The relation between the Persons, based on procession, is the distinction that allows there to be three Persons. Otherwise, without this distinction, we would have the same problem as the proposal of more than one God. A second or third God would be in no way different from the one God, neither by time, nor place, nor nature. And so more than one God cannot possibly exist.

This problem does not occur with the Trinity as each Person has a unique relationship to the other two Persons, based on procession.

The Son is called Son because He proceeds only from the Father. He is called Word because it is as if the Father spoke a single Word, which is the fullness of His own Person — except for the difference of procession. All that the Son is, is from the Father. The Son owes all that He is as a Person to the Father.

The Holy Spirit proceeds from the Father and from the Son, but as one act. This procession is called spiration, after the relation of the Spirit to the other two Persons. All that the Spirit is, is from the Father and Son. The Holy Spirit owes all that He is as a Person to the Father and the Son.

What if the Spirit proceeded only from the Father? Then the Spirit would be no different from the Son. Then the Spirit would be called “Son” or “Word”, contrary to Tradition and Scripture. There would be no difference at all between the Son and the Spirit, if the Holy Spirit proceeded only from the Father.

In order that there be distinctions between the three Persons, especially between the Son and the Holy Spirit, the Spirit must be understood to proceed from both the Father and the Son. Without the Filioque clause, the Spirit would be no different from the Son, and so would not exist. There cannot be two Sons in the Trinity, for the same reason that there cannot be two Gods. It is not that the three Persons are each Gods; that claim would be heresy. Rather, for there to be three Persons, each Person must be different from the other. And that difference is found solely in procession. There cannot be two Sons or two Words in the Trinity, and so the Spirit cannot proceed only from the Father.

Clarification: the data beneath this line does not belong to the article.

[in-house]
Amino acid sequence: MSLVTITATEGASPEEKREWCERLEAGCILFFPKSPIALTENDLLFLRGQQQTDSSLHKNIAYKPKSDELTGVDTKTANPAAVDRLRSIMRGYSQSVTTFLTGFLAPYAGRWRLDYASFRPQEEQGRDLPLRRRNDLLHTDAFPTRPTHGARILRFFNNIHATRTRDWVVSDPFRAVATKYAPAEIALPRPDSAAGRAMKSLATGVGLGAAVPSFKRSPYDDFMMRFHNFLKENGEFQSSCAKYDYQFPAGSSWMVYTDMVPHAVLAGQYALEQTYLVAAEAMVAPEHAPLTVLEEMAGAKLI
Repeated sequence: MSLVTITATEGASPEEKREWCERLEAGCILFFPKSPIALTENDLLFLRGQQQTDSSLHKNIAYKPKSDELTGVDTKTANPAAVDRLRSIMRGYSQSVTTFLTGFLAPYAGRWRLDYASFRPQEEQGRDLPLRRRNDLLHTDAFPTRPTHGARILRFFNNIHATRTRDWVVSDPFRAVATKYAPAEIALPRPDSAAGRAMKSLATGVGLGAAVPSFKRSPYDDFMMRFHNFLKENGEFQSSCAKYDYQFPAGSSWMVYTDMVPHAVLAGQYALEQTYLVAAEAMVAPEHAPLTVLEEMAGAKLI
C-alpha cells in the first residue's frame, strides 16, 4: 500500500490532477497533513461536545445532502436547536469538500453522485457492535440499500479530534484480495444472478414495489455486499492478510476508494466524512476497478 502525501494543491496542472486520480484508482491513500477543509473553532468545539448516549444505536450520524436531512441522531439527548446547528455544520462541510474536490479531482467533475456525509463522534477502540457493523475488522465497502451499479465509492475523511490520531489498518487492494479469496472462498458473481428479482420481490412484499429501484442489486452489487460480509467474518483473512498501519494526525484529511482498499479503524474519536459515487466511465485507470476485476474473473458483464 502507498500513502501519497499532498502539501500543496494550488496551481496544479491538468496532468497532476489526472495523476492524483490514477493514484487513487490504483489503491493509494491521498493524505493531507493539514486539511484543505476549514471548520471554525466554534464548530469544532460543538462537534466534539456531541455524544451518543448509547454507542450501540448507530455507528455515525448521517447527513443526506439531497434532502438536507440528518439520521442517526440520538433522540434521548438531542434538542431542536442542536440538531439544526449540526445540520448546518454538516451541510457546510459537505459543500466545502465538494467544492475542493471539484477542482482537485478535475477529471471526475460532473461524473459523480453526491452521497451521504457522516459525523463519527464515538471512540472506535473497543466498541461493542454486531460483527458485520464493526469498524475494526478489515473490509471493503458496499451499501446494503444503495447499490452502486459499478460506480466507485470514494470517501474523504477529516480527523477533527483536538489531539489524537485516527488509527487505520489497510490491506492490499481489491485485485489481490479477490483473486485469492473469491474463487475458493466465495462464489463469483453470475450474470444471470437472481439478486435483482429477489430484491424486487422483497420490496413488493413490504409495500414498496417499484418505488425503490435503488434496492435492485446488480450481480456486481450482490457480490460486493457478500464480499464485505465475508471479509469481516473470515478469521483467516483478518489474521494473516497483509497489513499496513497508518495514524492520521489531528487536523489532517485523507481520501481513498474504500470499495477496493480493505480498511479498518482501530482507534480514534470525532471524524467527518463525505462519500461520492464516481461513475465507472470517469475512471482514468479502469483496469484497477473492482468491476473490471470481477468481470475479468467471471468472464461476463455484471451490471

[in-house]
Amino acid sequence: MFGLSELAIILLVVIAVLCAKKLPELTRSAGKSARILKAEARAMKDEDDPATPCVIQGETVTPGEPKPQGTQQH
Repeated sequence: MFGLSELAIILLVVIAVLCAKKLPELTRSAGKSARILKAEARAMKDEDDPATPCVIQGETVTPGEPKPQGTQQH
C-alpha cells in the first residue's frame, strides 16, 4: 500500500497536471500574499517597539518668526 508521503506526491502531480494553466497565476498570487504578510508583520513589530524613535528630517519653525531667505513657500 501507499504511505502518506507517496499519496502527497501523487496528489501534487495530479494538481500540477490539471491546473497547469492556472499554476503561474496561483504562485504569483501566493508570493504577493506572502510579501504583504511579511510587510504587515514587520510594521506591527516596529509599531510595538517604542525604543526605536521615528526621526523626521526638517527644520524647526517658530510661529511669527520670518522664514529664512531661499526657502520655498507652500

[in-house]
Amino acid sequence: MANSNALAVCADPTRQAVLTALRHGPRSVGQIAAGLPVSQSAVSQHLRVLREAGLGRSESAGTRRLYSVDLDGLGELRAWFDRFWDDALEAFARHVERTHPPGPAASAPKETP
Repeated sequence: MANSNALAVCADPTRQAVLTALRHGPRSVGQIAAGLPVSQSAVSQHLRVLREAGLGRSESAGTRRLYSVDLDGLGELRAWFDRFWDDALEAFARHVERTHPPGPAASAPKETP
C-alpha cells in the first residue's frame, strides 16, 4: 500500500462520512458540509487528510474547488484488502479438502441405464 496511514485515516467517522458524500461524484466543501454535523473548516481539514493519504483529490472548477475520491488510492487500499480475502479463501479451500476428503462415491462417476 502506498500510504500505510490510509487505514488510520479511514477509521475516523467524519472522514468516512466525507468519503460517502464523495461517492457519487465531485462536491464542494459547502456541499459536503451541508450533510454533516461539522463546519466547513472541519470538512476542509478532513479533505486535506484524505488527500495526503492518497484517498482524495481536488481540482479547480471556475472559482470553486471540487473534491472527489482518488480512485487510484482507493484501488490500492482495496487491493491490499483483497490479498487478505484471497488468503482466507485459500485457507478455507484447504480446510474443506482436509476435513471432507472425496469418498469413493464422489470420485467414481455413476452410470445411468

Therefore, in order for Eastern Orthodox Catholics to be eventually united in one Church with the Latin Rite and Eastern Rite Catholics, they must accept the filioque clause and the other dogmatic teachings of the one holy catholic and apostolic Church.

Ronald L. Conte Jr.

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4 Responses to The Absolute Necessity of the Filioque clause

  1. Jon says:

    Think they will?

    • Ron Conte says:

      Jesus prayed that all His disciples will be one. So that prayer cannot fail. The Orthodox Christians and the Protestants will one day be united in the one Catholic Church.

  2. Jon says:

    Thanks for explaining the Filioque clause

  3. MichaelT says:

    Thank you Ron. I can only imagine Orthodox Christians and Protestants uniting with the Catholic Church as a result of the Great Warning foretold in the Garabandal apparitions, and for a whole host rapidly multiplying serious reasons, it can’t happen soon enough imo.